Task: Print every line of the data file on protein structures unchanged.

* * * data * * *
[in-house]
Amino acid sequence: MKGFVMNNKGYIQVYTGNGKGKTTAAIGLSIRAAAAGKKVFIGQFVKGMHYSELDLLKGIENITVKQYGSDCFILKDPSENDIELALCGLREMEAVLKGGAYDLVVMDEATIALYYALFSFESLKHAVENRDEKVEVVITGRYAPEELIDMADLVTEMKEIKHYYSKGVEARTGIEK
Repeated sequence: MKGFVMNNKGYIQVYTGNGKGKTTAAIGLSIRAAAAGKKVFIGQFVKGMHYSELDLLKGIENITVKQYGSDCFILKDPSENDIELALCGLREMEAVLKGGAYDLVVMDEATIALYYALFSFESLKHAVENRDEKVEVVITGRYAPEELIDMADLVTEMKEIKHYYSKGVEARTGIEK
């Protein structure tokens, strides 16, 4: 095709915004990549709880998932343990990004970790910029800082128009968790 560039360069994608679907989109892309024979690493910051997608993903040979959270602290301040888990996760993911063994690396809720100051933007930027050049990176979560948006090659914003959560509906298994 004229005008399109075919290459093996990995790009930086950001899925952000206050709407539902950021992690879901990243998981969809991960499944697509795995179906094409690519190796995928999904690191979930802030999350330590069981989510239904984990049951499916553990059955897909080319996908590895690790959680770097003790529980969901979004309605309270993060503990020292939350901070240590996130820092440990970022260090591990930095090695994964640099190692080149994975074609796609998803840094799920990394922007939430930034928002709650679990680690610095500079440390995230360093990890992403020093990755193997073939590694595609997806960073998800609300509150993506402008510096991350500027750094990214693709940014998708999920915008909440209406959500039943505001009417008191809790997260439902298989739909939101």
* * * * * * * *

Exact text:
[in-house]
Amino acid sequence: MKGFVMNNKGYIQVYTGNGKGKTTAAIGLSIRAAAAGKKVFIGQFVKGMHYSELDLLKGIENITVKQYGSDCFILKDPSENDIELALCGLREMEAVLKGGAYDLVVMDEATIALYYALFSFESLKHAVENRDEKVEVVITGRYAPEELIDMADLVTEMKEIKHYYSKGVEARTGIEK
Repeated sequence: MKGFVMNNKGYIQVYTGNGKGKTTAAIGLSIRAAAAGKKVFIGQFVKGMHYSELDLLKGIENITVKQYGSDCFILKDPSENDIELALCGLREMEAVLKGGAYDLVVMDEATIALYYALFSFESLKHAVENRDEKVEVVITGRYAPEELIDMADLVTEMKEIKHYYSKGVEARTGIEK
């Protein structure tokens, strides 16, 4: 095709915004990549709880998932343990990004970790910029800082128009968790 560039360069994608679907989109892309024979690493910051997608993903040979959270602290301040888990996760993911063994690396809720100051933007930027050049990176979560948006090659914003959560509906298994 004229005008399109075919290459093996990995790009930086950001899925952000206050709407539902950021992690879901990243998981969809991960499944697509795995179906094409690519190796995928999904690191979930802030999350330590069981989510239904984990049951499916553990059955897909080319996908590895690790959680770097003790529980969901979004309605309270993060503990020292939350901070240590996130820092440990970022260090591990930095090695994964640099190692080149994975074609796609998803840094799920990394922007939430930034928002709650679990680690610095500079440390995230360093990890992403020093990755193997073939590694595609997806960073998800609300509150993506402008510096991350500027750094990214693709940014998708999920915008909440209406959500039943505001009417008191809790997260439902298989739909939101």